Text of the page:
Courtney Walsh

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Courtney Walsh
Courtney walsh.jpg
Personal information
Full name Courtney Andrew Walsh
Born (1962-10-30) 30 October 1962 (age 51)
Kingston, Jamaica
Height 6 ft 6 in (1.98 m)
Batting style Right-hand batsman
Bowling style Right-arm fast
Role Bowler
International information
National side
Test debut (cap 183) 9 November 1984 v Australia
Last Test 19 April 2001 v South Africa
ODI debut (cap 45) 10 January 1985 v Sri Lanka
Last ODI 11 January 2000 v New Zealand
Domestic team information
Years Team
1981/82–2000/01 Jamaica
1984–1998 Gloucestershire
Career statistics
Competition Test ODI FC List A
Matches 132 205 429 440
Runs scored 936 321 4530 1304
Batting average 7.54 6.97 11.32 8.75
100s/50s 0/0 0/0 0/8 0/0
Top score 30* 30 66 38
Balls bowled 30019 10822 85443 21881
Wickets 519 227 1807 551
Bowling average 24.44 30.47 21.71 25.14
5 wickets in innings 22 1 104 5
10 wickets in match 3 n/a 20 n/a
Best bowling 7–37 5–1 9–72 6–21
Catches/stumpings 29/– 27/– 117/– 68/–
Source: CricketArchive, 21 August 2008

Courtney Andrew Walsh (born 30 October 1962) is a former international cricketer (fast bowler) who represented the West Indies from 1984 to 2001, captaining the West Indies in 22 Test matches. He is best known for a remarkable opening bowling partnership along with fellow West Indian Curtly Ambrose for several years and holding the record of most Test wickets from 2000, after he broke the record of Kapil Dev. This record was later broken in 2004 by Shane Warne.He wrote an Auto Biography Heart of the Lion.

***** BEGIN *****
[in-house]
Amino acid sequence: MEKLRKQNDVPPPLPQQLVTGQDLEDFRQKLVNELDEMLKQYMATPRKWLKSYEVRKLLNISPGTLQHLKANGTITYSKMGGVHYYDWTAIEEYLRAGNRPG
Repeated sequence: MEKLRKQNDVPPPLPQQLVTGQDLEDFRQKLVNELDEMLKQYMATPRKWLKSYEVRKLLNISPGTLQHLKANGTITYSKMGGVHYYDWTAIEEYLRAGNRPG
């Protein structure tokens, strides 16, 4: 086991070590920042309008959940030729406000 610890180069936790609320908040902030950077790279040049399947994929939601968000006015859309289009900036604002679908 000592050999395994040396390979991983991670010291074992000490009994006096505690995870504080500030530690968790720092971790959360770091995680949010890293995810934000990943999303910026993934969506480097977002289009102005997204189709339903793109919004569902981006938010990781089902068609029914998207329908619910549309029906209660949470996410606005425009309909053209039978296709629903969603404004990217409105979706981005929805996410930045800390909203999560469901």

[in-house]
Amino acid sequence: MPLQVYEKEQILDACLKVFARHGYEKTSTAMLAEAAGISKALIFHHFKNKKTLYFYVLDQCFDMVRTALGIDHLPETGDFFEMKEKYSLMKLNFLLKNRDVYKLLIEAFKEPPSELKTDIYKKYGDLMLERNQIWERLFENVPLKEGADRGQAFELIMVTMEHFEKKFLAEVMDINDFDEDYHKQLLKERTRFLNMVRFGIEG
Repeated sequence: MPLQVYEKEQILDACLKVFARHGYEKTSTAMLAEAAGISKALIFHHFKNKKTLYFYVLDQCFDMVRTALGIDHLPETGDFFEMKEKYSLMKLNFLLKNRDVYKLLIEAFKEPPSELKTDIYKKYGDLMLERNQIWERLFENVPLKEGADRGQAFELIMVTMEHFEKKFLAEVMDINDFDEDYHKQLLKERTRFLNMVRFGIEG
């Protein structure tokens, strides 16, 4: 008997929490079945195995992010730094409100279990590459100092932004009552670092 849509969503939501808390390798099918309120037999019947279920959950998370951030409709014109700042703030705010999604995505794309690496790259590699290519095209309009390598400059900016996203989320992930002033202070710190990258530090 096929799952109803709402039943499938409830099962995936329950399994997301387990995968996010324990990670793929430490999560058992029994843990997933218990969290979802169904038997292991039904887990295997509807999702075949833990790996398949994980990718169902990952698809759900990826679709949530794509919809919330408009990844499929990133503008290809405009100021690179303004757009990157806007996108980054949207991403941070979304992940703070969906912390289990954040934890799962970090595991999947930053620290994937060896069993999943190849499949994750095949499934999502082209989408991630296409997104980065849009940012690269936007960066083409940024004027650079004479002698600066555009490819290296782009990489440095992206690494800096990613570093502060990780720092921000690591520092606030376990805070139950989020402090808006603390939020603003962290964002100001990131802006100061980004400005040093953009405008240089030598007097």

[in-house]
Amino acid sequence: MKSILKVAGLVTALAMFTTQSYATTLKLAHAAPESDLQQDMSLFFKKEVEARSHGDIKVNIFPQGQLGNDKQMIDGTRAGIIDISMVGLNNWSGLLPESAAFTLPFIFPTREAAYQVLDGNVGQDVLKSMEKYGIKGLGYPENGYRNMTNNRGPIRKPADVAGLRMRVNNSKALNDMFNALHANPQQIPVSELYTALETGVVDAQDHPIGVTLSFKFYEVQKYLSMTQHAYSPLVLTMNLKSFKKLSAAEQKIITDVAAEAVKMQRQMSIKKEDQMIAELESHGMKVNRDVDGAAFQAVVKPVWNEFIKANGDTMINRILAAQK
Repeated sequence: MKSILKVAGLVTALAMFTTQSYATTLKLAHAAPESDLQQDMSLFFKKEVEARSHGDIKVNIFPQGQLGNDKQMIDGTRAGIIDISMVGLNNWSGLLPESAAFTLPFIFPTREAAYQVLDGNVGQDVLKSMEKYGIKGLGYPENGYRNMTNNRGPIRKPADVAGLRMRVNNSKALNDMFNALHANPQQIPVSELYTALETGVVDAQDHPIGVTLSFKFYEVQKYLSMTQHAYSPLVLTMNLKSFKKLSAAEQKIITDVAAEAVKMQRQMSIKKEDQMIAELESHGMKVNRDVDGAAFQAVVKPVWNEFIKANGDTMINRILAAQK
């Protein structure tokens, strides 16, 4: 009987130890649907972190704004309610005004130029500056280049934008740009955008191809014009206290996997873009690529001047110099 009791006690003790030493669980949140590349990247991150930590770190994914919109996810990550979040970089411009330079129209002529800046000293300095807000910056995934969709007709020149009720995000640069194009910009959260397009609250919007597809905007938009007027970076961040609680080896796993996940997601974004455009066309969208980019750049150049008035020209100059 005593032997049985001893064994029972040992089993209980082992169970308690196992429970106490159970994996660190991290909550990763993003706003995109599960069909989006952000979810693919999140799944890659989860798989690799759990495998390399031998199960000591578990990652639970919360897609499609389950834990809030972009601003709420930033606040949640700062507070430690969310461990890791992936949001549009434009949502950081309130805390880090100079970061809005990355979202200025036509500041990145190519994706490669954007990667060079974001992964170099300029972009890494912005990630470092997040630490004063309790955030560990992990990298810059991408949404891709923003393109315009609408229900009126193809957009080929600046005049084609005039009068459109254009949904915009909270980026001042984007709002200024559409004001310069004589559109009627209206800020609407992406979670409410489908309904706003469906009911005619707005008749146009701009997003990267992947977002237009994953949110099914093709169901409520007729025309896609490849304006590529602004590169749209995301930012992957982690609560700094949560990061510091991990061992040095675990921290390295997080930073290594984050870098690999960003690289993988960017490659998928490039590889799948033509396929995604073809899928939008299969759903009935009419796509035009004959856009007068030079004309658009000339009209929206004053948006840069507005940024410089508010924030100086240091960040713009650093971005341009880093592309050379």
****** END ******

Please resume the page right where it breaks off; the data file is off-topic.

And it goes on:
Walsh's career[edit]

Walsh's first claim to fame came in 1979 when he took 10 wickets in an innings in school cricket and three years later made his first-class cricket debut.

Walsh made his Test debut against Australia in Perth in 1984, taking 2 wickets for 43 runs. Later that season, he also made his One Day International debut against Sri Lanka at Hobart. He first played for Gloucestershire in 1984 and was a mainstay of the side until 1998.

In 1987, Walsh was named as one of the Wisden Cricketers of the Year. In 1988–89 at Brisbane he took a 'complicated' hat trick, dismissing Australia's Tony Dodemaide with the last ball of the first innings and Mike Veletta and Graeme Wood with his first two deliveries in the second. During that winter he also took 10 wickets in a Test match for the first time against India in Kingston.

In 1994, he was appointed captain of the West Indies for the tours of India and New Zealand after Richie Richardson was ordered to rest because of "acute fatigue syndrome". In 1995, he took 62 Test wickets at an average of 21.75 runs per wicket, a performance which he bettered in 2000 when he took 66 Test wickets at an average of 18.69, including 34 wickets in the Test series against England at an average of 12.82 runs per wicket. Coming close to the record for a West Indian bowler of 35 wickets in a Test series (set by Malcolm Marshall in 1988). In the 1990s, his partnership with Curtly Ambrose was one of the most feared bowling attacks in world cricket.